Skip to Main Content
It looks like you're using Internet Explorer 11 or older. This website works best with modern browsers such as the latest versions of Chrome, Firefox, Safari, and Edge. If you continue with this browser, you may see unexpected results.

ACG Series: Plagiarism: Unit 2

In this Academic Communication Guide (ACG), learn about plagiarism and how to avoid it.

Unit 2: Plagiarism - Common Forms of Plagiarism

Unit Objectives:  

At the end of this ten-minute unit, you will be able to:  

a) Identify the most common forms of plagiarism, and  

b) Explain how and why these forms of plagiarism are committed. 

Unit 2 Contents

Introduction

7 Common Types of Plagiarism

1. Vebatim

2. Cutting and pasting from the Internet without clear acknowledgement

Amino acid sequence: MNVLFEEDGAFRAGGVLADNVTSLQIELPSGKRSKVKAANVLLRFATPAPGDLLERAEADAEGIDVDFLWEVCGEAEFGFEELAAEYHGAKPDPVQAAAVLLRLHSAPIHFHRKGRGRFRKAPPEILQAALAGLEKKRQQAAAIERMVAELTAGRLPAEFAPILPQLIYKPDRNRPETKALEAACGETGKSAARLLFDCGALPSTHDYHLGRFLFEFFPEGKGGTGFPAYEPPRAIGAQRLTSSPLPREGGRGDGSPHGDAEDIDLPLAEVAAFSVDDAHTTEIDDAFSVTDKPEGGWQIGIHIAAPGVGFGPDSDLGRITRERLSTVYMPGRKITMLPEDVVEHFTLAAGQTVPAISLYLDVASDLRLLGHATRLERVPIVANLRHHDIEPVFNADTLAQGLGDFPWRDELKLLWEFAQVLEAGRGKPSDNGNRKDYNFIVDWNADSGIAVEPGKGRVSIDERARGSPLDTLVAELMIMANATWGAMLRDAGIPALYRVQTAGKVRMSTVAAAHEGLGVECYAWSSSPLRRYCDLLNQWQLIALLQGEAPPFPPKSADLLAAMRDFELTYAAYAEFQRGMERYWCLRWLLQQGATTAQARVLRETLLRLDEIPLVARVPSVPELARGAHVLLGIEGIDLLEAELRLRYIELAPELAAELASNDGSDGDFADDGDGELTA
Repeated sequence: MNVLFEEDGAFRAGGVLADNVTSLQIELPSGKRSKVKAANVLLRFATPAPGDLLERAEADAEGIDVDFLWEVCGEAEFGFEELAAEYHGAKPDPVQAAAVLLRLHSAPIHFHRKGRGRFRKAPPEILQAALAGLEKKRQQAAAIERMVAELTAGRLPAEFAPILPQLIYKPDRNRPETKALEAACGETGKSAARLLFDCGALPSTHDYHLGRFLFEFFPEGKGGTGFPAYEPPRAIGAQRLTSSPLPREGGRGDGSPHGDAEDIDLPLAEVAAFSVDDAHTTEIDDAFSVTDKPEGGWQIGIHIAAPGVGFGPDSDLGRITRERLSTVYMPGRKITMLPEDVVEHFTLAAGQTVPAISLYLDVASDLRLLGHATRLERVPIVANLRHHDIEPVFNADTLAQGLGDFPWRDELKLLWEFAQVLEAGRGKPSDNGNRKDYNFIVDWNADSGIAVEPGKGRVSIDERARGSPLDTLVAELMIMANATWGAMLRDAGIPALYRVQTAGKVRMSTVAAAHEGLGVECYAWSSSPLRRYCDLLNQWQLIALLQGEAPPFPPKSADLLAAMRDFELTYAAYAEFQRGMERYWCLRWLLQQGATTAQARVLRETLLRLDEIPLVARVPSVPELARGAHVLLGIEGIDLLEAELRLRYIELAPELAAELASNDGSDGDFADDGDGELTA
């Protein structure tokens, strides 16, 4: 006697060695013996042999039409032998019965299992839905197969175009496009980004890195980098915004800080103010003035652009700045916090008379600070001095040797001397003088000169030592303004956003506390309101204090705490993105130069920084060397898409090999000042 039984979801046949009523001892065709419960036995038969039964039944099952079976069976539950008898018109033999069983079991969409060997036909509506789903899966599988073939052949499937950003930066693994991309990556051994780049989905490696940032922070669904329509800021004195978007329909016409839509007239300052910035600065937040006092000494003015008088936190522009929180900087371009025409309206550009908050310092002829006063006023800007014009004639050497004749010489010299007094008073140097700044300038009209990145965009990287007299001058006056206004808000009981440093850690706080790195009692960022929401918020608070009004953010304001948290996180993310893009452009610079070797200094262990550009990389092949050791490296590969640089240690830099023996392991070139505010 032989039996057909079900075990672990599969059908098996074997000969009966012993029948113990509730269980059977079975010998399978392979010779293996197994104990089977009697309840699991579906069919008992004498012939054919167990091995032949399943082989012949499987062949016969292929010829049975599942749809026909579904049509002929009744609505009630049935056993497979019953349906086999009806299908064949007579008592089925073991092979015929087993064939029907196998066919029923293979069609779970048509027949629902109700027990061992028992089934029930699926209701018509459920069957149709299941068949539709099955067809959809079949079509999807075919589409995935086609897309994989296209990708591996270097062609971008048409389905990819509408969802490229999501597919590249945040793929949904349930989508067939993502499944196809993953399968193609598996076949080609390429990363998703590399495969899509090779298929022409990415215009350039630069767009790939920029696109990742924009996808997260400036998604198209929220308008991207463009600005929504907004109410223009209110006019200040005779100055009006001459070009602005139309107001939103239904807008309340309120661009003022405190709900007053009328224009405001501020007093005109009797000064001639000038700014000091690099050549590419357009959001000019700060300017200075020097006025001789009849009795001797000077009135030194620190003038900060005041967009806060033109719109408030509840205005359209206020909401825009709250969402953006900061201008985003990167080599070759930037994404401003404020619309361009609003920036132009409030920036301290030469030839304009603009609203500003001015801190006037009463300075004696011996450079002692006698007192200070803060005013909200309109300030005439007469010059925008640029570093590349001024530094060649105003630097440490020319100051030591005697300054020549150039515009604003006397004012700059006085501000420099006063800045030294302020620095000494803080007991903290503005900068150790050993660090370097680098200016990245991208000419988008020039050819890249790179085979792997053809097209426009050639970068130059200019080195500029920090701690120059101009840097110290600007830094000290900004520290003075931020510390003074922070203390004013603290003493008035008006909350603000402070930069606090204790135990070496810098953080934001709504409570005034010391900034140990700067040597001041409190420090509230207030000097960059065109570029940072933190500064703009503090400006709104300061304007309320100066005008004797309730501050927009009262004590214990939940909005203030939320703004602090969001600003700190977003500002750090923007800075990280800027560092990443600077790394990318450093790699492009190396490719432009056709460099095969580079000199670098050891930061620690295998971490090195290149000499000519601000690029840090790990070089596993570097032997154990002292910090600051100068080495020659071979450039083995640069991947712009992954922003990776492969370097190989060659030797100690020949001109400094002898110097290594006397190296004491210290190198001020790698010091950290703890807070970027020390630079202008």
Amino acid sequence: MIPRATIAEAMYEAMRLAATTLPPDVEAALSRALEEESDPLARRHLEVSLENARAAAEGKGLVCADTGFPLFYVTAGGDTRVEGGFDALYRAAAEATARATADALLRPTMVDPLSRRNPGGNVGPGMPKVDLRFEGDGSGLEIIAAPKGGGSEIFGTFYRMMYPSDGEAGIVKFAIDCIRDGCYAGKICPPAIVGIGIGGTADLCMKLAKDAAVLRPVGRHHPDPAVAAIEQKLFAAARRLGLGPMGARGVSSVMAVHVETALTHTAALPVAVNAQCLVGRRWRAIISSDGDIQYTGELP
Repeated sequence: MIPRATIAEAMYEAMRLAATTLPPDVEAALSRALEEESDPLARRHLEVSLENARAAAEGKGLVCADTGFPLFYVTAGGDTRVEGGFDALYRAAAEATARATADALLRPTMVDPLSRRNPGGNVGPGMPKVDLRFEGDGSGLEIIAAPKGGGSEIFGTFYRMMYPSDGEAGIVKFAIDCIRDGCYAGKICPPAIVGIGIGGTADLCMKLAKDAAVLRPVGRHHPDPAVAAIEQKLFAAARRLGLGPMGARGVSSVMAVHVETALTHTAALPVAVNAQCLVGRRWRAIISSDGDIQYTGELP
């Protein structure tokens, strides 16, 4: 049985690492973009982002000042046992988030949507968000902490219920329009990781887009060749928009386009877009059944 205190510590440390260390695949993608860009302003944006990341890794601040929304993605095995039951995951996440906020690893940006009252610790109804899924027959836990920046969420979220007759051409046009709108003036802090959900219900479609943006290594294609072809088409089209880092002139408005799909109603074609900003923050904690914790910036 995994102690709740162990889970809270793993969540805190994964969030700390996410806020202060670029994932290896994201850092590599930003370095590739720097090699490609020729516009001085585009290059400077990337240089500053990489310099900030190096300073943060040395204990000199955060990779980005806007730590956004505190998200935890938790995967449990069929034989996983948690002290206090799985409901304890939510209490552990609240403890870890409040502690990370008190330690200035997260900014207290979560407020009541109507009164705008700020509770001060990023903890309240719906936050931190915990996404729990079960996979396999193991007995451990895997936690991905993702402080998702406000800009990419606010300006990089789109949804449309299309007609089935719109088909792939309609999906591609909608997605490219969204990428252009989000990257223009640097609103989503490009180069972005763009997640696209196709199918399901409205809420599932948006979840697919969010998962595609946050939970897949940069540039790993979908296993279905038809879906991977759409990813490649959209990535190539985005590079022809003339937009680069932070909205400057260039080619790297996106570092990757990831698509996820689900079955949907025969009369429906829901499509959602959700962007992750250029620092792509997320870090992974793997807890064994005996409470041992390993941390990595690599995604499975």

3. Poor paraphrasing

Quick Check

4. Failure to acknowledge assistance

5. Inaccurate citation

Quick Check

6. Auto-Plagiarism

7. Collusion

Unit Summary

End-of-Unit Exercise

Introduction

As explained in the previous unit, plagiarism is more than simply copying and pasting others’ work, and it can be done unwittingly. Have you ever taken an image from a popular blockbuster you liked, added a caption to it and sent it to your friend as a meme? If you were to include the same image in your project without giving the creator of the image due credit, it counts as an act of plagiarism. This applies to all forms of media, including YouTube videos, Instagram pictures and even lyrics from a song on Spotify, which are traditionally not considered to be ‘academic’.

Therefore, it is important for you to know some of the common forms of plagiarism. Among others, the University of Oxford (n.d.) lists seven kinds of plagiarism:

7 Common Forms of Plagiarism

1. Verbatim (copied, quoted, or translated in exactly the same words) without acknowledgement of the source